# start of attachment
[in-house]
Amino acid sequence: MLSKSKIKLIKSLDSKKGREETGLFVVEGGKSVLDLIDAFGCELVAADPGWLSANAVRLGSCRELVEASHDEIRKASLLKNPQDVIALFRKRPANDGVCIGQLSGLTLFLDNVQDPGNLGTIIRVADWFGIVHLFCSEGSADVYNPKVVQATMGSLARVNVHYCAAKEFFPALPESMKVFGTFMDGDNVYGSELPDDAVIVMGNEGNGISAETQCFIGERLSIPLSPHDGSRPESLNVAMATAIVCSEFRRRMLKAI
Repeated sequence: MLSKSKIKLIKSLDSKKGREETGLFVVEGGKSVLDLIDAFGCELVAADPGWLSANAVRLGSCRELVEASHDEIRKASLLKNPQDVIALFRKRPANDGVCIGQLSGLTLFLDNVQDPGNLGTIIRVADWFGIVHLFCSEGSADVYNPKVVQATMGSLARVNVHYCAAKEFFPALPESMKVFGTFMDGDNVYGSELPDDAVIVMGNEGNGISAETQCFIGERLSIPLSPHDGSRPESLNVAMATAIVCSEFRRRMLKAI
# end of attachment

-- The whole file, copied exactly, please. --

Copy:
[in-house]
Amino acid sequence: MLSKSKIKLIKSLDSKKGREETGLFVVEGGKSVLDLIDAFGCELVAADPGWLSANAVRLGSCRELVEASHDEIRKASLLKNPQDVIALFRKRPANDGVCIGQLSGLTLFLDNVQDPGNLGTIIRVADWFGIVHLFCSEGSADVYNPKVVQATMGSLARVNVHYCAAKEFFPALPESMKVFGTFMDGDNVYGSELPDDAVIVMGNEGNGISAETQCFIGERLSIPLSPHDGSRPESLNVAMATAIVCSEFRRRMLKAI
Repeated sequence: MLSKSKIKLIKSLDSKKGREETGLFVVEGGKSVLDLIDAFGCELVAADPGWLSANAVRLGSCRELVEASHDEIRKASLLKNPQDVIALFRKRPANDGVCIGQLSGLTLFLDNVQDPGNLGTIIRVADWFGIVHLFCSEGSADVYNPKVVQATMGSLARVNVHYCAAKEFFPALPESMKVFGTFMDGDNVYGSELPDDAVIVMGNEGNGISAETQCFIGERLSIPLSPHDGSRPESLNVAMATAIVCSEFRRRMLKAI